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The Glenville Democrat
Glenville, West Virginia
April 23, 2009     The Glenville Democrat
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April 23, 2009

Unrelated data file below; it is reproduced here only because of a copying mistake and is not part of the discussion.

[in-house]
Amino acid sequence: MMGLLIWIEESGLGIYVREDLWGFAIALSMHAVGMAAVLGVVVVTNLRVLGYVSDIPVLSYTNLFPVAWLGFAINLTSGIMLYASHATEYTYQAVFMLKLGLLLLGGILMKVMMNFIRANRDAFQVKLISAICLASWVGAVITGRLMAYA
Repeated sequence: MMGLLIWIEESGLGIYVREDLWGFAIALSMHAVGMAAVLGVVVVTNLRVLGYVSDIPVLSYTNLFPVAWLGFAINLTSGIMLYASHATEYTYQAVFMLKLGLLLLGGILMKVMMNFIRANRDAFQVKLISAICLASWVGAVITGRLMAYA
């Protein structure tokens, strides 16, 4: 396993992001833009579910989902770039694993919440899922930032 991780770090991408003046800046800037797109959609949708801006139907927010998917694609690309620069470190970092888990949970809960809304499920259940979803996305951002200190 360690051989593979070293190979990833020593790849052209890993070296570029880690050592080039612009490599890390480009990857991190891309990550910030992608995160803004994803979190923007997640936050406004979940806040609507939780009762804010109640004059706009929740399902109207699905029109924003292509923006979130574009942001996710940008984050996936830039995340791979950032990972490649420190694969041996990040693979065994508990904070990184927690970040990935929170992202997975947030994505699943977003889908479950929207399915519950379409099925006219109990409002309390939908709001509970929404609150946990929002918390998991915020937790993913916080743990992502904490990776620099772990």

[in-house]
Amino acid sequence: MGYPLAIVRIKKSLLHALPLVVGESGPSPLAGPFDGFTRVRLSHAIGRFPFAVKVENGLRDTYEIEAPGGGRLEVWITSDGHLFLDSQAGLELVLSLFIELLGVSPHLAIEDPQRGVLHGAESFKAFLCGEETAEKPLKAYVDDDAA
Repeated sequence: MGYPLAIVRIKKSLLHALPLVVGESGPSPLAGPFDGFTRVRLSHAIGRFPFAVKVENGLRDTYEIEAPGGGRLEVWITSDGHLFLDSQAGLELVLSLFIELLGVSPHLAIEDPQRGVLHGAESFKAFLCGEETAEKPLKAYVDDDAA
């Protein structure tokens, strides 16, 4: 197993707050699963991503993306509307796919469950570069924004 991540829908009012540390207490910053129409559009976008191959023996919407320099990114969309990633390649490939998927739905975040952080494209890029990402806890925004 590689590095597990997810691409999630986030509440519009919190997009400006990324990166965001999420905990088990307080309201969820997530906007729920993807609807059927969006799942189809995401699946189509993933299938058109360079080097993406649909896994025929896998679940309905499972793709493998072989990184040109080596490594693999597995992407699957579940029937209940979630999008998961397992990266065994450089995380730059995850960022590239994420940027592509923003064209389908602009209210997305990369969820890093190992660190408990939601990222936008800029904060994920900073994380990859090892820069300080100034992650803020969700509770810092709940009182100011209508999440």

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Page 4A The Glenville Democrat Thursday, April 23. 2009 Rick Kinder, algebra teacher winstop award cont'd ... Continued from page IA application of math skills." Kinder is an Algebra teacher at Gilmcr County High School in Glen- villc. "My goal is to get students to learn, not memorize." says Kinder. "I relate a topic to their experiences and then extend it to a real-world prob- lena. In order for a new concept to be put in long-term memory, students need to be able to make a connection to something they understand within 18-to-24 hours." "Mr. Kinder is in his room an hour before classes begin to tutor students at all grade levels who may be strug- gling with math." says his principal, Nasia Butcher. "And. he agrees to stay after school to follow-up with these students who still need the extra time and help. He gives his personal time on weekends to help prepare students for the"ACT or SAT tests. I've even seen him helping students with their math during time-outs and halftimes at basketball games." Kinder has abachelor's degree from Glenville State College and a master's degree from Wheeling Jesuit Univer- sity. He has taught for 27 years, with 26 years in the Gilmer County schools. His classroom has been deemed by the West Virginia Department of Edu- canon a model 21st century class- room. Kinder has been developing his own teaching model called The Corpo- rate Classroom. It is a hands-on, dis- covery approach to math learning that he describes as "making math fun for students and teachers alike." He has been a part of or attended the Teacher Leadership Institute, West Virginia Mathematics Leadership Team. the county's StaffDevelopment Council. the Local School Improvement Coun- cil, High Schools That Work. Math Field Day and School-to-Work i nitia- tives. He also has served as his school's Faculty Senate president and has coached several high school sports teams. Additionally, he's taught at Glenville State College. In his community, Kinder has as- sisted at the Community Resources Center (CRI) and helped establish a local church. "One of the first things I tell stu- dents is that I care about them." says Kinder. "Every student is important, and I want them to know I will do anything I can to help them." In addition to this recogniuon. award recipients receive a $3.500 un- restricted cash prize, a distinctive tro- phy and a classroom plaque. The West Virginia Foundation for the Improve- ment of Education. a foundation of WVEA. makes a $1.000 award to each recipient's school, for use with at-risk students. The teacher recognition awards are underwritten by the Arch Coal Foun- dation and supported in program-pro- motion by the West Virginia Depart- ment of Education. the WVEA and the West Virginia Library Commis- sion. The Arch Coal Teacher Achieve- ment Awards is the longest running, privately sponsored teacher recogni- tion program in the state. Nomina- tions of the teachers are made by the public, and selection is made by a blue-ribbon panel of the teachers' peers, previous recipients of the award. The Arch Coal Foundation also is a supporter of teacher recognition or grant programs in Wyoming, Utah and Colorado, as well as a number of other education-related causes. Arch Coal is one of the nation's largest coal producers. Through its national network of mines, Arch sup- plies the fuel for approximately six percent of the electricity generated in the United States. In West Virginia. Arch Coal subsidiaries operate the Mountain Laurel and Coal-Mac op- erations. The company is listed on the New York Stock Exchange (NYSE:ACI) and maintains its cor- porate headquarters in St. Louis. MO. Information about each of the 12 recipients is posted on the Arch coal website, New c 000 Continued from page 1A sional experience in child care and 13 years of personal experience with her three children. Jacob, Tyler, and Emma. She has received her certifica- tmn as a Child Development Special- ist, and continues to educate herself on new advancements in early child- hood. When asked why she wanted to manage her own child care center, she answered with a simple, "I love chil- dren and I get to be a part of my own children's lives. "Every journey be- gins with a single step; this is a quote that Ms. Frashure used to describe her new center. She feels that every day children are on a different journey. A child's mind is an amazing creation that gains so much throughout every single day and to be a part of that is truly a reward in itself. She also feels that she. too. is on a journey with her own center and providing a service to the families in the area. "Watch Me Grow Child Develop- ment Center" maintains a clean. friendly, fun and respectful environ- ment. The welfare of the children and their families is of the utmost impor- tance. Youngsters are allowed to ex- perience the world, use their imagi no- non and more than anything, be kids. Beginning in the Infant/ Nursery Room, the children have a daily sched- ule that includes: songs, sign language, creative arts. and developmentally ap- propriate toys. Children, beginning at 25 months of age, are transitioned to the Toddler Group. In this group, the children work on developing their own sense of self through music, art. and dramatic play. The room is lo- cated directly beside the bathrooms to allow optimal access to aid in potty training. As the children mature into their threes and fours, they transition into the Early Years Group. In this group, they are prepared for school. They begin letter recognition and work more in-depth with the arts and dra- matics. The curriculum is based upon the Creative Curriculum, billed as a wonderful program for children. In all the age groups, children are pro- vided with many books and are read to daily. The center also provides care for school age children. There is before school and after school care avail- able. The children can ride the bus to Glenville Elementary and ride in the evenings from Sand Fork or Glenville to the center. There are also school age programs in the summer and dur- ing no school days. School age young- sters are provided with several oppor- tunities that include: tutoring/home- work help, structured play, creative arts. and music. The center also participates in the DHHR food program. Through this program, the children receive nutri- tious meals while at the center. These meals include: breakfast, lunch, and an afternoon snack. All meals are homemade and well-balanced. Ms. Frashure prepares the meals for the center and is an advocate for the meals to be home-cooked and hot. The chil- dren eat in their rooms in a family- style setting. Ms. Frashure clarifies that smce "A Small World" has closed, this is, in essence, a re'placement day care cen- ter. The center has an open door policy and invites parents to stop in and check out the center and see their children. Ms. Frashure noted. "We have nothing to hide. We love to see the parents come and be a part of their child's care program. We even have a Parent Advisory Council. This is a group of parents who are dedicated to their children,just like a PTO or PTA." You can contact the center at 45 Elm Street, Glenville. WV 26351: (304) 462-8364. or watchmegrowcdc Call and set up an ap- pointment for a tour of the center or to receive more information. Congratulations. Ms. Frashure. and good luck on your journey. May it be a beautiful and long one. See related advertisement on page 3B. City asked to address beautification Donna Waddell. of the Family Resource Network. appeared before the Apr. 6 City Council, and requested a working session with them to get their input on the upcoming down- town revitaliz ition grant. Mayor John Bennett said that Con- gressman Alan Mollohan. who has acquired the $380,000 downtown re- vitalization federal grant, wants local input. The Mayor also thanked every- one who helped to sweep the streets, prior to the Recruitable Commum- ties' Grant Des =n Team s wsxt in late March. He credited Sheree Henderson, of Minnie Hamilton's Glenville Of- rice. for her coordination of the De- sign Team's successful stay here. "The Design Team suggested that we build walking trails, parks, skatepark, expand the Farmers' Mar- ket. and utilize the historic bridges.' Mr. Bennett reviewed. "We also have to use the river as an asset, and attraction for tourists and health-conscious walkers." he added. noting that our logo might be "The Friendly Town on the River." Councilperson Bill Grottendieck inquired of Ms. Waddell if there were any funding matches needed on the grant? She replied, "No." The City Council then agreed to meet with her m a working session later tha, t week. The 7 p.m. mtg. adjourned at 8:30. I I I mmm Continued from page 1A found there were representatives from City and County governments, the EDA, Glenville's volunteer Street Gang, the Farmers' Market. Recruitable Communities Grant people, Glenville State College. Folk Festival, Historic Landmarks Com- mission. Historical Society, down- town merchants, among others. Mr. Mollohan voiced that he wanted a public discussion right then, as well as a town meeting in the near future. "This money will be spent in a good way. and will help the commu- nity; if Glenville can be revitalized. then the whole County can also be boosted." The Family Resodrce Network's (FRN) grant was spec!fically aimed at acqmring downtown property, en- hancing the area's appearance, creat- ing a River Packet Park and promot- ing other historical assets. In discussing the $380,000 grant, Dr. Peter Burr. GSC's president, com- mented. "We need a vision for this community, and the river is one of our historic heritages. Also. we need to take Main Street and make it what ought to be. Beautification and eco- nomic development are important to the future of not only this town, but also to Glenville State College. So, the college is supportive of your ef- forts." The discussion then focused on specific fears for the downtown, which were on the minds of the community developers. They want to have the historic color schemes for storefronts throughout the business district, to ban neon and other modernistic signs. and to save the historic bridges. Jim Bailey, of the Historic Landmarks Commission, notes that a previous Historic Architectural Survey desig- nates what the original colors may have been. Bob Henry B aber, a former Richwood mayor, adds that Lewisburg has been a model for unified colors and structural restorauons. Congressman Mollohan then in- jected, "Economic development xs inextricably intertwined with beauti- fication, but that to make a historic- themed downtown work, you must have the right business mix." In conclusion, and before return- ing to Washington. he encouraged the widely-based group to move forward with the rest of the community. "Glen- ville is a pretty little town with a (Y " t coll%e; it s got a charm to it. You just need to improve its (historic and com- mercial) infrastructure here. Gilmer will be a great county, if Glenville becomes a great city." See related Corcoran Column, pg.3. Gilmer's EDA, a 'Growing Presence' cont'd ... Continued from page 1A spective purchase of additional prop- erty to expand the Gilmer County Industrial Park. TlIe only other individuals allowed to stay during the executive session were the prospective sellers of the subject property. Mrs. Elaine "Judy" Wilmouth, and her husband. Mr. Hayward Wilmouth. of Grafton, OH, were in the midst of negotiations with the EDA Board. They were accompanied by Mr. B.G. Roberts. and his wife, Ruth. Mrs. Wilmouth is Mrs. Roberts' sister. The EDA intended to, and as of this time has agreed to, purchase the property belonging to the Wilmouths, for the amount of $24,000 (as indi- cated by the EDA Treasurer in her latter statement to Board Member Donna Waddell). The property con- s sts of a house with two lots on the hill across SR 5 from the Lignetics plant in Stouts Mills. Upon entering into the regular meeting after the executive session. EDA Treasurer. Ms. Anna James. gave the treasurer's report. She also informed the Board that the USDA Grant request had been mailed; however, she hadnot known if there was any further information needed. Ms. James indicated that she had received notification that there is one more part to complete to finish the grant request. This could be done that very same day. Grants abound The EDA did receive the Special Crops Grant in the amount of $1.900. This was definitely less than the $11.000 of their funding requested. It is purportedly to be used only for fliers, banners, advertising, and re- lated items. The EDA has also received the L.E.D. Grant they requested: how- ever, the money not in the EDA bank account yet. Farmers' Market At 10 a.m. on Sat., May 2, there will be a Farmers' Market meeting at the G ilmer County Senior Center. , Farmers' Market vendors will be able to receive training to accept Se- nior Vouchers. and a food handling class will bdgin at 11 a.m. for vendors who sell ready-to-eat foods there. The first day for the Farmers' Mar- ket is tentatively scheduled for Sat.. May 16. Mr. Dave Millard and Mrs. Mary Lee McPherson presented a new Farmers' Market banner for the EDA's review. The banner was quite nicely made. and Mr. Millard indicated that additional banner(s) could be pur- chased for $114 each, with a $25 one- time set-up fee. Public Relations? Vice President Chapman brought up the discussion from the last meet- ing about the EDA hosting "Business After Five" events. There was nothing to report since the EDA Board's President John Ben- nett was not present. President Bennett had stated that he wanted to discuss the Business After Five events with Mr. Dave Cor- coran, Mr.. sinceMr. Corcoran is spear- heading those meetings now. Vice President Chapman expressed his feeling that it would be a good idea for the EDA to sponsor at least one Business After Five. It would be most productive for the Farmers' Market if it was done during the peak of grow- ing season. New EDA Business The Strategic Planning Commit- tee has met. Strategic planning was part of the L.E.D. Grant. and this meeting was basically to set a "to do" list of immediate priorities requiring action. The EDA needs to finalize the land purchase for the new industrial park property. The EDA needs to further negotia- te with a future tenant of the newly- acquired industrial park property. The EDA needs to register with, and should create a grant writing committee. The two structures/pavilions used for the Farmers' Market need to be combined, or joined. EDA Board members concurred that $10,000 of the L.E.D. Grant was designated for building and expan- sion of the Farmers' Market. The question was raised as to Whether or not approval had been given from the Senior Center. and the reply was that approval for expansion had been received. The L.E.D. Grant does not begin until July 1, 2009, and " he question was raised among the Board mere- bers if they would be able to utilize the grant funds prior to that date. The Board agreed to let Vice Presi- dent Chapman check into that matter. and, subsequently, Board Member Donna Waddell wanted to know how much the EDA has in unencumbered funds available at the present. Her idea was that it may be possible to begin work on the Farmers' Market expansion before the L.E.D. Grant funds became available. Board Member Millard responded that they "needed to get some kind of quote from Tommy Wellings for the Farmers' Market expansion." Taxes and Shelters? The matter of the EDA's tax status was brought up. Some Board members were won- dering whether or not it would be advantageous for the EDA to change from a 501-C6 to a C3 organization. Board Membi r Waddell believes that there are grants unavailable to the EDA, due to its C6 tax status. Ms. Waddell, also Executive Di- rector of the Gilmer County Family Resource Network, informed the EDA B oard that. because of the large grants being received by the Gilmer County Family Resource Network. they I the local FRN office) will need to create a new entity. She also stated that she had written a grant to hire a lawyer to look into forming this new entity She also specified that this attorney would be available for the EDA to use. too. Ms. Waddell went on to lament the fact that the $380.000 grant for down- town improvement was announced 'prematurely 'by the'planners. She had applied for this grant over 15 months ago, and it is provided through Con- gressional appropriations. Ms Waddell also informed fellow EDA Board Members. that as this county's FRN Director. she had ap- plied for another $500,000 grant. She has submitted six grants, to-date. At this point. Vice President Larry Chapman wanted to make it clear that there will be a time for public com- ment on the proposed future projects. Sears Exxon Delbert and Jean Sears will be celebrating 50 years being in busi- ness at Stumptown next month. Stop by to wish them well! 4P 4~ 'tO )o There may be at least one work were uninsured, rarily. This includes not only Because short-term coverage lecting from a number of op- charges, including physician way to help Americans who Of that group, 69 percent said those recently laid off, but also is designed to address the most tions and customizing aplan to services, diagnostic testing, sur- have faced layoffs: Maintain- they were uninsured because those who are caught in a wait- pressing medical needs while meet his or her needs. For ex- gery, outpatient and inpatient ing health coverage between they lost their job or were un- ing period for insurance to kick t%rgoing routine treatment of ample, a short-term medical laospitalization, and ambulance jobs can be made more afford- able to afford- coverage. For in at a new job, recent college chronic ailments (such as aller- health plan called AmWINS services resulting in hospital- able. ' manyofthem, short-termmedi- graduates who are no longer on gies), the monthly cost is much BridgeCare has coverage ization. More than 2.5 million people col insurance may be an afford- their parents plans, seasonal lower than other common in- lengths that vary from oneFor more information, visit have lost their jobs since the able solution, employees who do not qualify surance solutions such as CO- month to one year. Consumers beginningofthecurrentreces- The insurance can make a dif- for employer coverage year- BRA. can also choose their level of Short-term medical health sion and, according to the Kai- ference to the unemployed and round, and early retirees wait- Additionally, with short-term deductible and co-insurance, plans coula help people who ser Family Foundation, more others who are in situations that ing for Medicare eligibility, coverage, the departing em- The plan covers a number of lose their job keep health cov- than half of the unemployed leave them uninsured tempo- Healthy Savings " ployee :ancontrolcostsby se- common health-relatederage. adults who were looking for FAMILY DOCTOR MINNIE HAMILTON HEALTH SYSTEM 809 Mineral Road, Glenville, WV 26351 NEW HOURS: M-F 7:30-6 p.m., Sat 7:30-5 p.m., 304-462-7322 FAMILY DOCTOR Little Kanawha Family Medicine Dr. Hilary Miller, D.O., M.P.H. For appointments, please call 462-7460 604 West Main Street, Glenville. WV 26351 HOSPITALS Stonewall Jackson Memorial Hospital 230 Hospital Plaza Weston 269-8000 OPTOMETRY (EYE) Dr. Mark Cinalli College and Howard Streets Glenville 462-5366 [LI11'LEKANAwHAFAMILY Hospice Care Corporation I Dr. Hilary Millet, D.O., M.P.H. I PO Box 323, Burnsville ] Board Certified in Family Medicine I (;a: saway l'hvsica[ I-herap, SI =cd::d.isl , hac, I Office hours: Monday 9 a.m.- 6 p.m. I )) Kevin Boring, Met i,uos._ Wed. 8 a.m.- 4 p.m. Thurs. 8 a.m.-5 ] 304-853-2279 or 1-866 6. 6-:9790 i p.m. Fri. 8 a.m.- 2 p.m. i GSC Physical Education Bldg. Forappointments, please call 462-7460 I Call us 24 hours a day/7 days aweek. Providing end-of-life 604 West Main Street Glenville WV 26351 Glenville- 462-8933 . lle. WV26351 ] care for patients in Giimer, Braxton and Calhoun counties.